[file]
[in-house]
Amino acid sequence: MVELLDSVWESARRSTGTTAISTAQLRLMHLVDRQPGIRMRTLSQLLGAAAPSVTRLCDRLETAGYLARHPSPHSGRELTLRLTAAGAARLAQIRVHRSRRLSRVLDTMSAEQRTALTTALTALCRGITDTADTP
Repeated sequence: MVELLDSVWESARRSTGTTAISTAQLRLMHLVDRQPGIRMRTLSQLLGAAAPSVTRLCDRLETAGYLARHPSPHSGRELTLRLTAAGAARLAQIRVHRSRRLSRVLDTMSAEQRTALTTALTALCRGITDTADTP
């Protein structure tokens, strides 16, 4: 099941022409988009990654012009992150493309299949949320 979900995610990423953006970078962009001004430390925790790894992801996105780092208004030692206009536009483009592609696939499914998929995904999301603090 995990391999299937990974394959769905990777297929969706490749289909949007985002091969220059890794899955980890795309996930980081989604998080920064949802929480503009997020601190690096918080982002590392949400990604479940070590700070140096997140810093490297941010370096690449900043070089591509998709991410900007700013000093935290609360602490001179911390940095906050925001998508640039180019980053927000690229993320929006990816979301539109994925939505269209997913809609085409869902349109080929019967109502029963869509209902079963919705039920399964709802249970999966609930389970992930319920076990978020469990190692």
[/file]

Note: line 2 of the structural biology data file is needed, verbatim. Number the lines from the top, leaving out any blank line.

Amino acid sequence: MVELLDSVWESARRSTGTTAISTAQLRLMHLVDRQPGIRMRTLSQLLGAAAPSVTRLCDRLETAGYLARHPSPHSGRELTLRLTAAGAARLAQIRVHRSRRLSRVLDTMSAEQRTALTTALTALCRGITDTADTP